Thursday, October 9, 2014

SAT: Student Affluence Test?

Sure, we like to brag about how smart we are and have SAT scores to back it up. Not so fast. Those scores, in general, are also a reflection of how wealthy our parents are. 

The Wall Street Journal has an article, "SAT and Income Inequality: How Wealthier Kids Rank Higher." The article was statistically interesting but not all that enlightening. Of course money is used to make our lives better, which includes better schools and homes for children so they can continue the same cycle. It’s not news that a free enterprise system rewards the rich—even in the area of SAT scores. 

What I did find enlightening were the comments to the article. They are insane! The WSJ writer was vilified for being ignorant, having a politically correct agenda, trying to dumb down education, and, in general, writing an un-American "ridiculous article." 

“IQ is at least 50% inheritable.”
(I’ll make allowances for the unreferenced stat, but IQ is a test just like SAT.)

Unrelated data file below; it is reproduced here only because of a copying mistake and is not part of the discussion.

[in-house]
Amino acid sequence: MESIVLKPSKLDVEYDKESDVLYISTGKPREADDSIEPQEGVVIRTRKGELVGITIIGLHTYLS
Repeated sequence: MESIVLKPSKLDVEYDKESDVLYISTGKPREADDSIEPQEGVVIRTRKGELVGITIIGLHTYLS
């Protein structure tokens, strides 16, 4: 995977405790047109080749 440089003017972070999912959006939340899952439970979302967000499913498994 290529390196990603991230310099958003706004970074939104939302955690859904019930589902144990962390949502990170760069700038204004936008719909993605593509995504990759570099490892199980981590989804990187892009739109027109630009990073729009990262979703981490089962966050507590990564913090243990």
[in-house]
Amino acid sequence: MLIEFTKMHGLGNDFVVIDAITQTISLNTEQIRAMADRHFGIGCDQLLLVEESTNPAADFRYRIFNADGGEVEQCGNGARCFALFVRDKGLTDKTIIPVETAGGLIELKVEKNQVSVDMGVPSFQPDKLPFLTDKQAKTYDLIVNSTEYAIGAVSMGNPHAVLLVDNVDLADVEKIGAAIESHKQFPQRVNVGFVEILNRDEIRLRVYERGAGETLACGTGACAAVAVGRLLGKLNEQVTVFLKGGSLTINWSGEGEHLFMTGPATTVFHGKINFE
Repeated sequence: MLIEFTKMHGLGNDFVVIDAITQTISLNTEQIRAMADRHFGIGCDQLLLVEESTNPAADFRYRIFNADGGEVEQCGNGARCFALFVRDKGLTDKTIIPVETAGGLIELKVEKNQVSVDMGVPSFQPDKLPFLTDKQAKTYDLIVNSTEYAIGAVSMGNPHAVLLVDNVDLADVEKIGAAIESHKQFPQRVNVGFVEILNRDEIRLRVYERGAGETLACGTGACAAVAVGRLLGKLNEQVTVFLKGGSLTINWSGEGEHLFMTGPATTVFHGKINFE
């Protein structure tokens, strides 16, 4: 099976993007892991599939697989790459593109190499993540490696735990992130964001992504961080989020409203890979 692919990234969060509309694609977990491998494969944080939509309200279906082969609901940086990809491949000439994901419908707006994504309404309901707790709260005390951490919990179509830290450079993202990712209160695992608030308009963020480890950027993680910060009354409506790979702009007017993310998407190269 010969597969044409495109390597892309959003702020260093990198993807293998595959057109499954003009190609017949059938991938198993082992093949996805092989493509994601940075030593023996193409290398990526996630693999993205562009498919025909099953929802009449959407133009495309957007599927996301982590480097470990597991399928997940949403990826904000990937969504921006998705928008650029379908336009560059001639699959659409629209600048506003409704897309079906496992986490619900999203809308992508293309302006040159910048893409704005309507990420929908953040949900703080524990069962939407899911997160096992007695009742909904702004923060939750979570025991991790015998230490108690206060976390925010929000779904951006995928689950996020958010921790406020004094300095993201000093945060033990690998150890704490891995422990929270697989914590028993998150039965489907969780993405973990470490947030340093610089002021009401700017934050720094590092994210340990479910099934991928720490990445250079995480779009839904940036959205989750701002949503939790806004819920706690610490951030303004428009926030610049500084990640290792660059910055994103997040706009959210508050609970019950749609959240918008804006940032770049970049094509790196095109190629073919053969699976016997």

“The concept of income inequality, it self (sic) is a fake issue. Are you saying if the income was equal you would have an equal SAT score?”
(Well, yes! If income was equal it would not affect SAT scores!)

“All this article shows me is that poor people give less of a sht (sic) about the value that education provides, and are therefore less likely to pursue every avenue possible to maximize that value and demand excellence from their offspring. Pure and simple.”
(Pure and simple, that’s the problem all right. Of course “every avenue possible” may be limited.)

Finally I found a comment by an intelligent person:

“I came from a family who did not graduate from high school. Their vocabulary was poor and they could not help me with my homework. I lived 10 miles out of town and if there had been tutoring I had no transportation to get there. My verbal score on the SAT while above average was not near the top. It was same for the math. I did much better on the ACT being in the upper percentile. I graduated from Cornell University. If Cornell had gone by my SAT scores instead of my ACT scores I would have never gotten in.”
(And this, in my mind, is what the article was all about. Colleges must recognize the wealthy bias in the SAT and correct it when admitting students. This is also pointed out by Harvard Prof. Michael Sandel in his “Justice” course.)

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